Designing My Logo
Updated: Sep 25, 2019
A logo is often the first way that new people are introduced to an artist's identity. It sits a top their websites and their leader heads, and it's featured on websites and business card. As a first impression, it matters.
Deciding on my logo meant deciding on a "brand" identity for myself as an artist and my work. I have training in the natural sciences and the studio arts. My art is frequently informed by my scientific background, and my logo should reflect this.
I began by considering archetypal symbols of science. The atom came to mind: it's recognizable and personal, as it was a frequent subject of my elementary school doodles.
I made a first draft of my logo based on this model of the atom.
This logo design referenced the atom fairly well; however it wasn't very successful visually. It needed color or at least value to add interest. Initially I just added colors that I enjoyed and thought went well together to fill in all the overlapping circles. The result, however, lost the visual reference to the atom.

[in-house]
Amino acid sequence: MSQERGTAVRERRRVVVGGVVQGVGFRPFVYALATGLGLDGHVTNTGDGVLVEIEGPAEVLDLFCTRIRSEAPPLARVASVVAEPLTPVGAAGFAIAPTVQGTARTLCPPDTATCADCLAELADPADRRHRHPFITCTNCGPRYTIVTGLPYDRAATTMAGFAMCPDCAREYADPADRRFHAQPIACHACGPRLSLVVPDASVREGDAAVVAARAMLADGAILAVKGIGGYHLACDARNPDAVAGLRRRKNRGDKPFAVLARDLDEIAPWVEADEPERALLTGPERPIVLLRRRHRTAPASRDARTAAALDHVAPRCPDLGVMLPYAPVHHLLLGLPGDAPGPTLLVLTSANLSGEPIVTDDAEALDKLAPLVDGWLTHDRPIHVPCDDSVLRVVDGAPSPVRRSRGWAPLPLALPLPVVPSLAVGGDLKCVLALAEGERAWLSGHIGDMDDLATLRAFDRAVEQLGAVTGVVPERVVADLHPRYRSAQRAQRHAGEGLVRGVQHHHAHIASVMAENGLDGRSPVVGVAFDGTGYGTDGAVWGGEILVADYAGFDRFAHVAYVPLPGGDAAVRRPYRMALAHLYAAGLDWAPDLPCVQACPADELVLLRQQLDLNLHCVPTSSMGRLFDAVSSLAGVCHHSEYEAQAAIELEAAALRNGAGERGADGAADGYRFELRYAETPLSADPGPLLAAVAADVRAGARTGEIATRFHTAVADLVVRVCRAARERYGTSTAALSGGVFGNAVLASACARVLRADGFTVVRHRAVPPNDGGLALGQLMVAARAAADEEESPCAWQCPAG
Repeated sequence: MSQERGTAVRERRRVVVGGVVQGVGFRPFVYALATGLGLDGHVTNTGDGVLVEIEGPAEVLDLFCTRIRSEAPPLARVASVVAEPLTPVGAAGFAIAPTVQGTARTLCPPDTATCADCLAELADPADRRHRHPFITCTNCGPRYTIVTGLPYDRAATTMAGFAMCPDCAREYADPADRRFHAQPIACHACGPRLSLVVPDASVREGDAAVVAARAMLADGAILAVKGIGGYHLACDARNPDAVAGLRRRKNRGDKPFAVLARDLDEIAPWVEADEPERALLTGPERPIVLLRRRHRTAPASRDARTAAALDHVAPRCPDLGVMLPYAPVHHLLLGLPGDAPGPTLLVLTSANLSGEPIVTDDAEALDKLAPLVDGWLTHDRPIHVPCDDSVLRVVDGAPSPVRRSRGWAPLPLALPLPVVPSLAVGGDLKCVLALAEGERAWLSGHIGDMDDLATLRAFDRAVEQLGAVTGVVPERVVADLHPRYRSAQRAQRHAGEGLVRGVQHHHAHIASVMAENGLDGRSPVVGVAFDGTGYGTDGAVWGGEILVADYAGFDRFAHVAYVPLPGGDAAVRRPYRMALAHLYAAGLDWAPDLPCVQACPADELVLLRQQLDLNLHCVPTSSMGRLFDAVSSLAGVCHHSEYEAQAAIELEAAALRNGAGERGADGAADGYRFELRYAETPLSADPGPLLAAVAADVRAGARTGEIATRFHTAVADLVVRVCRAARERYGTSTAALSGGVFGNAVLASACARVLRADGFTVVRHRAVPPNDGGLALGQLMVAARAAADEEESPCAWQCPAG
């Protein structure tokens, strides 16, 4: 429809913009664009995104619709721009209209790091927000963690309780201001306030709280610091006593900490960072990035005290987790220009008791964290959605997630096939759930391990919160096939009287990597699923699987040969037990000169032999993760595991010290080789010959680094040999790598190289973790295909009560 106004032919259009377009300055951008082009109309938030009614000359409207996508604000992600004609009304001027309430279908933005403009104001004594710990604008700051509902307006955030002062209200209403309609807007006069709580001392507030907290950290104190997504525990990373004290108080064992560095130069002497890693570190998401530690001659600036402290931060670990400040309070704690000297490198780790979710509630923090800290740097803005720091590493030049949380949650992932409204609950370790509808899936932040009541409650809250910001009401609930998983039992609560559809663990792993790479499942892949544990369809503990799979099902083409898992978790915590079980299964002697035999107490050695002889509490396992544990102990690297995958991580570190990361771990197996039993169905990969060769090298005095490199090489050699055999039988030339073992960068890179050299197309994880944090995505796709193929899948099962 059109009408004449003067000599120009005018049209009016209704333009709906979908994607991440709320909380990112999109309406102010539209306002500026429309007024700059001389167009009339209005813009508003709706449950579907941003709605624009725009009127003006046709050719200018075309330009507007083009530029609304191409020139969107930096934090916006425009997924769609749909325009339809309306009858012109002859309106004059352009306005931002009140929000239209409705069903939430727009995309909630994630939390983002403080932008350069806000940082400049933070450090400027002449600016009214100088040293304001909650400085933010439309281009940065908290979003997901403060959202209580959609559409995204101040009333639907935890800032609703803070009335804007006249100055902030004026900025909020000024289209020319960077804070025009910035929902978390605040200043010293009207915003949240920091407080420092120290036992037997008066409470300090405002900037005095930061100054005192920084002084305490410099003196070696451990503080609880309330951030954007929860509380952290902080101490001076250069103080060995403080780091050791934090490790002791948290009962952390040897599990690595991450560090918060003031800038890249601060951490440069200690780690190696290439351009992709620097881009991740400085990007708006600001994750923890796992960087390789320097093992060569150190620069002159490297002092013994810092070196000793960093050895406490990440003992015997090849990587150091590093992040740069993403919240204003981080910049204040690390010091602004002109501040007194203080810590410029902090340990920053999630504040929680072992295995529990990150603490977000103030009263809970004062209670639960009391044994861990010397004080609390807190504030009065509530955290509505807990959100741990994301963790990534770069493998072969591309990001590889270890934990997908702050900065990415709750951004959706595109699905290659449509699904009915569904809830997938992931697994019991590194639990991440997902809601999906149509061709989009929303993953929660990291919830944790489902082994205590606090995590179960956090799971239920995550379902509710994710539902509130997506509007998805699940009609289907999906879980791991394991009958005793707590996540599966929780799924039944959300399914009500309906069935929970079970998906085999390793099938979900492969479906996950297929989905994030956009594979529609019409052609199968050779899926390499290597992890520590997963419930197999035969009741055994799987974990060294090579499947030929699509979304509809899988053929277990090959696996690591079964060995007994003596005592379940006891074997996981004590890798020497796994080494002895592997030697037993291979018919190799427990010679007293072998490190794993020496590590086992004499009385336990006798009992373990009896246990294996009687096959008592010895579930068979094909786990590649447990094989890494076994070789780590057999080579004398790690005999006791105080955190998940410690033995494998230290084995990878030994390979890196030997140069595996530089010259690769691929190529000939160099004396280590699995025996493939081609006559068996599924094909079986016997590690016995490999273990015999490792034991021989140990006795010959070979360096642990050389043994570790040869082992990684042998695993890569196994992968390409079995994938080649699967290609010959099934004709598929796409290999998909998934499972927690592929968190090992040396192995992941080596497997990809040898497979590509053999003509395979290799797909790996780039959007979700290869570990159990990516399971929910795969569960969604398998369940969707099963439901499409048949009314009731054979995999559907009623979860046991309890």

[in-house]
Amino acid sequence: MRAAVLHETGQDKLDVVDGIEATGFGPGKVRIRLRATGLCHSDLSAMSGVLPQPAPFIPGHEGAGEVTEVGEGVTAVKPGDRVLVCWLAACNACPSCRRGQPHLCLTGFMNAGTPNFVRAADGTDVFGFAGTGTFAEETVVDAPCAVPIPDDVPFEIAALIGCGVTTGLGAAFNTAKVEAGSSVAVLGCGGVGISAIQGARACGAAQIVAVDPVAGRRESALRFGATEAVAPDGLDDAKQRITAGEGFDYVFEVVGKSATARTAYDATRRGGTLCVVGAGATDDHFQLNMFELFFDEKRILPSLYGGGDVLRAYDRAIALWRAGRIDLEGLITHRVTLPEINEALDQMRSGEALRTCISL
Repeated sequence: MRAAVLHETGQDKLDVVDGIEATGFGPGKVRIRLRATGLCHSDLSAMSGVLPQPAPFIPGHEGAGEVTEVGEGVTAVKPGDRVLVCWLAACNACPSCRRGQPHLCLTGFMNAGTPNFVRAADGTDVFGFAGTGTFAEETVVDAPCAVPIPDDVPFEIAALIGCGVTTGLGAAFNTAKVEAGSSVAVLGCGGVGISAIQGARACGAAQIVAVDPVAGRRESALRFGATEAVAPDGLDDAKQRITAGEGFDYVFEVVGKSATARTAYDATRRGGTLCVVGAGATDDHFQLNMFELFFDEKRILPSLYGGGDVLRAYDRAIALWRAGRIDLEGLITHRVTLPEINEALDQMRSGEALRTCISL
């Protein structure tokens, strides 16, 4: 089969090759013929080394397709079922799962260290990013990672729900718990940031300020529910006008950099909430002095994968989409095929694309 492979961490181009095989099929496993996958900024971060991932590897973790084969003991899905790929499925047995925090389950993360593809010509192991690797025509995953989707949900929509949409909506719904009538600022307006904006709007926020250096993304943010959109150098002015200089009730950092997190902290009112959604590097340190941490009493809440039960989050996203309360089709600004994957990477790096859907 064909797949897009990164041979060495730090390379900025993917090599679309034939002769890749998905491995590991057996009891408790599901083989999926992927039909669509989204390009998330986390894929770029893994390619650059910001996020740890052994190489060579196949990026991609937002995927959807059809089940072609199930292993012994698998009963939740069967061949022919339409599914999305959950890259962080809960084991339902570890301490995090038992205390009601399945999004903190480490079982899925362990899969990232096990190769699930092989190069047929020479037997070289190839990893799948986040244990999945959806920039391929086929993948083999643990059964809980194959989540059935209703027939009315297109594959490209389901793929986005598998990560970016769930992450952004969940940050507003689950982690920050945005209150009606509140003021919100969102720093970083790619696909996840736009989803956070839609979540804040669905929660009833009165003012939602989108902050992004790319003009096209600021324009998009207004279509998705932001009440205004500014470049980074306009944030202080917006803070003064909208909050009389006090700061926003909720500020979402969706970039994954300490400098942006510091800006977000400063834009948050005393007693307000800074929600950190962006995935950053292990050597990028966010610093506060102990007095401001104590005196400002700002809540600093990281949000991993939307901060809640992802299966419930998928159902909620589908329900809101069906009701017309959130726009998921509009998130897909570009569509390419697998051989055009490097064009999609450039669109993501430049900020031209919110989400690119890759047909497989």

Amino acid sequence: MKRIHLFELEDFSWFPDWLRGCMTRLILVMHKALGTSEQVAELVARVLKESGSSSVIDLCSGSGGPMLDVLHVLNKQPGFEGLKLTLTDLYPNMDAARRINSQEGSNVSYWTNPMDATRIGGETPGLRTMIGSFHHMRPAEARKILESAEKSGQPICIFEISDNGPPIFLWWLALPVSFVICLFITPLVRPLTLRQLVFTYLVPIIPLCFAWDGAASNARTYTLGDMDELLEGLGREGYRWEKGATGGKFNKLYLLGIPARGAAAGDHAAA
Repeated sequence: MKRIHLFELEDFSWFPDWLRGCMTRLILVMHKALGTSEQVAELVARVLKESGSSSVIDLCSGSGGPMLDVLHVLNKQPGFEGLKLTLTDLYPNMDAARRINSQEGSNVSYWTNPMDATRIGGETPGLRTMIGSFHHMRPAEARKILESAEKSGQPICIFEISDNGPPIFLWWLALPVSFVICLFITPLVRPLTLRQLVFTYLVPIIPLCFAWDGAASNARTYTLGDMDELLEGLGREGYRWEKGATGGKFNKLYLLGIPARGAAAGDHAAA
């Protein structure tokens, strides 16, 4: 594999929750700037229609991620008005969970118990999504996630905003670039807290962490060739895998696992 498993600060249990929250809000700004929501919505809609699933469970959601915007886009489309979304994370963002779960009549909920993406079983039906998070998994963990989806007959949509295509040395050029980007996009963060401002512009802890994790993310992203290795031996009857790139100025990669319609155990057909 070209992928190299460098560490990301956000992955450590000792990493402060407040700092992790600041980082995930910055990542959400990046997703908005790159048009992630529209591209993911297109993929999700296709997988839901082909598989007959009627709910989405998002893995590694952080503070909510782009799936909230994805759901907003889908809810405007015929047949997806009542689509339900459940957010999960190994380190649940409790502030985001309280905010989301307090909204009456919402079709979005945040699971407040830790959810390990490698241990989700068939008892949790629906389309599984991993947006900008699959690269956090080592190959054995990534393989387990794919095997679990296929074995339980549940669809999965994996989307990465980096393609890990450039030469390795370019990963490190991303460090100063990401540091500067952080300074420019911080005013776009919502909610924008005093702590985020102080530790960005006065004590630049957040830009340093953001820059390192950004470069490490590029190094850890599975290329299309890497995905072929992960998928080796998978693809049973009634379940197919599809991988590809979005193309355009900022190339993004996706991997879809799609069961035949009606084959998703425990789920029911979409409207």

To solve the problem, I took inspiration from an exercise I remembered from color theory in undergrad as well as from the Vista Program at Louisiana Tech University.
The exercise involved gluing 3 pieces of colored paper together to simulate color mixing. The VISTA program's logo also references this practice. I like this affect in their logo and appreciated the reference to art school.
To achieve the same affect in my logo, I lowered the opacity of the colored circles. This had the added advantage of re-establishing the overlap between the circles that contributed to the atomic appearance. Additionally, the colors were more visually appealing to me as well.
The final result was a balance between an aesthetic appeal and a reference to both fundamental components of my work, art and science.